Originally Posted December 29, 2013. Updated 12/15/2020
When I was a kid, I always looked forward to my grandmother's baking powder biscuits. We'd eat them with butter and lots of Homemade Jam, and life was good.
Her recipe eventually became the base for our breakfast pizza, and it's been one I've carried with me in life. Odd, because I don't tend to use recipes at all... and when I do, I usually tweak the crap out of them each time!
Speaking of tweaking recipes, if you're willing to put in a little bit more effort, these biscuits provide the base for my Biscuits and Gravy - MY Way! Recipe.
My use of a nice brown roux adds a ton of flavour - SUPER tasty!
This is a recipe that doesn't need tweaking, though. Sure, there are minor variations I'll do - sometimes I'll use milk (as she did), sometimes I'll use buttermilk. If I don't have shortening (as she used) or if I want a richer flavour, I'll use butter instead. It's all good!
As long as you don't over-handle the dough - more on that in a bit - these baking powder biscuits bake up light and fluffy, and are easily split in half. This makes about 6 good sized biscuits, but is easily doubled.
How to Make Baking Powder Biscuits
These biscuits are very easy to make - I’ve been making them since I was very young!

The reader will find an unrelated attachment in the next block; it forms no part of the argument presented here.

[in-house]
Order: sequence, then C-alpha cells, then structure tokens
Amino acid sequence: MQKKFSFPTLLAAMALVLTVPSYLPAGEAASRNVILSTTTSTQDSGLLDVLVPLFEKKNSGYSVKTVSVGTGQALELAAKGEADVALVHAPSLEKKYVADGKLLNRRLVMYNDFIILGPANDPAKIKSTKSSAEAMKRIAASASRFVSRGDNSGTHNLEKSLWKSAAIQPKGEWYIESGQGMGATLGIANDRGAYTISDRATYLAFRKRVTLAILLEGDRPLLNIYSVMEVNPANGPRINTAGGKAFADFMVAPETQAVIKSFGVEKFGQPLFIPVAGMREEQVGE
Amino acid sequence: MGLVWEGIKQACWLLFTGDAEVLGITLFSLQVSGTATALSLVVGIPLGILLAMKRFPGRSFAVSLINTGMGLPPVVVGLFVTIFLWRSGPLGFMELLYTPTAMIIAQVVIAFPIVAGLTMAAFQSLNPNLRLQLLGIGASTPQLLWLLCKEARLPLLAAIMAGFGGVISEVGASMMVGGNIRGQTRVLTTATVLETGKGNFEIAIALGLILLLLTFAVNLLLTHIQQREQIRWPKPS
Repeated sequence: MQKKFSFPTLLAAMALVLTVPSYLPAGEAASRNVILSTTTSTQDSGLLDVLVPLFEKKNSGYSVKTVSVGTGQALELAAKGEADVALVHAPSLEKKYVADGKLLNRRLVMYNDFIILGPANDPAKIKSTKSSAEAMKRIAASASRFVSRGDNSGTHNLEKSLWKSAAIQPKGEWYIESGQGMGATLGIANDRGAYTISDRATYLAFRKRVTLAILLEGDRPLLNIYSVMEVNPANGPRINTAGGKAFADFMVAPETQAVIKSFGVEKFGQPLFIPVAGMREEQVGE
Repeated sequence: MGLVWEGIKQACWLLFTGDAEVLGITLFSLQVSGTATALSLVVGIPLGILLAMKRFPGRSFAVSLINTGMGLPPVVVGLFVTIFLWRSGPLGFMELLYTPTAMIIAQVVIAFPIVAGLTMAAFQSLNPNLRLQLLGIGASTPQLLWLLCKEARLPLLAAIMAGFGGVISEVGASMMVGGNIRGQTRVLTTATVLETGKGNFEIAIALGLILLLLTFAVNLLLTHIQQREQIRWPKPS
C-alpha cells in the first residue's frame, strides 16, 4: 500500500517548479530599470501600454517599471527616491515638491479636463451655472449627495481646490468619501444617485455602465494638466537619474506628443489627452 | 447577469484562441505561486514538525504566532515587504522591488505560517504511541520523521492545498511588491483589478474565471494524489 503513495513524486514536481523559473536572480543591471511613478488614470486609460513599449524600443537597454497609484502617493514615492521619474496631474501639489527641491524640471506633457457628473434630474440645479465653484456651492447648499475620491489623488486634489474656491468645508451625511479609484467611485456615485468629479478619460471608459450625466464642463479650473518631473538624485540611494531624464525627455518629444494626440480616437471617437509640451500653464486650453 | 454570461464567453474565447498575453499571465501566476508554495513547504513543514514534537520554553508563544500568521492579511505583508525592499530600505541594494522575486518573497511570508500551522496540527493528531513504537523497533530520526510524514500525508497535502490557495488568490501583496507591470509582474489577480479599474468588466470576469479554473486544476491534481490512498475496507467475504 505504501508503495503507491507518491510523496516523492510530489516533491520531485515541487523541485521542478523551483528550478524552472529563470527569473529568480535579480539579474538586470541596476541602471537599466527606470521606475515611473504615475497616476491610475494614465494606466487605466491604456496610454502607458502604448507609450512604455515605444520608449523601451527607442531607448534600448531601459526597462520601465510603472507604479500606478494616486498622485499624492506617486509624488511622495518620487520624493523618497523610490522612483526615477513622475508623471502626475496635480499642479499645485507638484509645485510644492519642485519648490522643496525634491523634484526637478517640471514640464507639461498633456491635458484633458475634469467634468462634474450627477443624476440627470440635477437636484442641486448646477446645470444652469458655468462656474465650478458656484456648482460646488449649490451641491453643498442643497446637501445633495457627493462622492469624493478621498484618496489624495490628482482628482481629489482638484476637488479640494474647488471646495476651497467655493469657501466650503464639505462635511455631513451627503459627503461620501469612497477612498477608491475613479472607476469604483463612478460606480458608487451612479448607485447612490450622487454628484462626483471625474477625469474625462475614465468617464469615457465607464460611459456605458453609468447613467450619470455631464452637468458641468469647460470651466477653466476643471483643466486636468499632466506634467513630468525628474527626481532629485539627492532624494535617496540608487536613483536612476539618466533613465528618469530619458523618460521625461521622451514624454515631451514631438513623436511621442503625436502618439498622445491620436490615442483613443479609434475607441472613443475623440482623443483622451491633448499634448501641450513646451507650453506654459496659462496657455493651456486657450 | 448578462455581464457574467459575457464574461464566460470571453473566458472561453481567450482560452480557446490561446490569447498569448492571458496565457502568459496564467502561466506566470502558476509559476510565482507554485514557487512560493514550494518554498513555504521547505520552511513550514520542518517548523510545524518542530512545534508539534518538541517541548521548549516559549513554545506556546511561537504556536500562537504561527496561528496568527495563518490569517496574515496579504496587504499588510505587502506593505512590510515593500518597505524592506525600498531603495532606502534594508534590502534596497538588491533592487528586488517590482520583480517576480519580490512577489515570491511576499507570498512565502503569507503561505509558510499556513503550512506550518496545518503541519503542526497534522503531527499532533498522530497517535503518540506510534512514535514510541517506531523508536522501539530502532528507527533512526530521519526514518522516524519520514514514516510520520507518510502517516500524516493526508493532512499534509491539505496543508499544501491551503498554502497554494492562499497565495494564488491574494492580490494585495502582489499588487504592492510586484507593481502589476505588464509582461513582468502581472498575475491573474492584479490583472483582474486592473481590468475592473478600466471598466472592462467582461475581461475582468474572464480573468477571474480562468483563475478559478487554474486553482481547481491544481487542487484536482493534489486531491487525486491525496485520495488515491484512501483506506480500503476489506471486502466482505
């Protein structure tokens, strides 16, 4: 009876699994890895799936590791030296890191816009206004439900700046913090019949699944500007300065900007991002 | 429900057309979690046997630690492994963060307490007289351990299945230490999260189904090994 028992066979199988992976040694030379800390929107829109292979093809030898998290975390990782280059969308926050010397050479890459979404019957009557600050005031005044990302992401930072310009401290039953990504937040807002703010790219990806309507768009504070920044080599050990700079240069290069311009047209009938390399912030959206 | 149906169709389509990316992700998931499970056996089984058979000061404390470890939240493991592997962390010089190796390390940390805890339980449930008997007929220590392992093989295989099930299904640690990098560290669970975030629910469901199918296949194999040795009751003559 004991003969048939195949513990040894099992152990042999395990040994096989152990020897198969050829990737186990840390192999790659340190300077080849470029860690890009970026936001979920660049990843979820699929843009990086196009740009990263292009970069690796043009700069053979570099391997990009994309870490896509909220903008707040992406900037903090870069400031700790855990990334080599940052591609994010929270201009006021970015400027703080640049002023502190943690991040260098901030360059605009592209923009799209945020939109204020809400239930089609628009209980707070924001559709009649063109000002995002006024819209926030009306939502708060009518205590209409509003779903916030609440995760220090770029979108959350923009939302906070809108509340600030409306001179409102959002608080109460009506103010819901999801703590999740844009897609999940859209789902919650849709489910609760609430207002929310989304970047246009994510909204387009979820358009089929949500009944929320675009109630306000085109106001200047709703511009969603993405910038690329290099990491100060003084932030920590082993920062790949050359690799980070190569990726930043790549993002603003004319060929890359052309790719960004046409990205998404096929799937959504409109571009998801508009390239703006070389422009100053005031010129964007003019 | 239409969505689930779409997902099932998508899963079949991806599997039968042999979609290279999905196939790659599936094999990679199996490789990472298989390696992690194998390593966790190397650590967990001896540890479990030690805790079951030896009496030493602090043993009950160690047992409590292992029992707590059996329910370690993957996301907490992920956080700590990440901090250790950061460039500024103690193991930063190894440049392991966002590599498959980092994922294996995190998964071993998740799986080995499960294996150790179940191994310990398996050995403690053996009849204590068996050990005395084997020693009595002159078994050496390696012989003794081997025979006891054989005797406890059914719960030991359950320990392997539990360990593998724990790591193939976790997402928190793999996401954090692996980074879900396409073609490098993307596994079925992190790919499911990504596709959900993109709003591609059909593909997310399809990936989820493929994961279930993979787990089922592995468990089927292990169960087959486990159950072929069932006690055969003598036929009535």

There are a few things to keep in mind that will ensure success, though:
There are only a few ingredients in this recipe, all really basic... but they do make an impact on the final recipe! Specifically:
Be sure to use relatively fresh baking powder. If it’s been sitting in your cupboard for years, it can loose it’s “oomph”.
Yes, that’s a technical term.
Not sure if your baking powder is any good? Stir a bit into a cup of hot water. If it fizzes, you’re good to go!
If it doesn’t fizz, it’s not releasing carbon dioxide the way it should... which means it’s not going to work as a leavener. Get some new baking powder!
You can use shortening, butter, or even lard for this recipe, 1:1. My grandmother used shortening or lard, I tend to use butter.
For really fluffy biscuits, be sure that the fat you use is really cold. I tend to keep butter in the fridge, and shortening/lard in the pantry.
If I’m making a shortening or lard biscuit, I’ll toss the shortening or lard in the fridge the night before.
Also: Do not reduce the fat content!
You can use milk or buttermilk for this recipe, 1:1.
If you want buttermilk and don’t have any, just add 2 teaspoon of lemon juice to your milk and let it sit for a few minutes.
Whichever type you use, be sure it’s VERY cold when you add it to the mix!
Handling When Mixing
First of all, be sure not to over-handle the dough for this.
You know how you have to knead bread dough? That’s to develop the gluten, allowing it to become stretchy and glorious.
... pretty much the opposite of what you want here. In addition to gluten, you also want to avoid incorporating the fat TOO much - you want little bits of it throughout the dough.
Use a light hand, mix only enough to incorporate, etc. Gentle and minimal handling goes a lot way to ensure light and fluffy biscuits!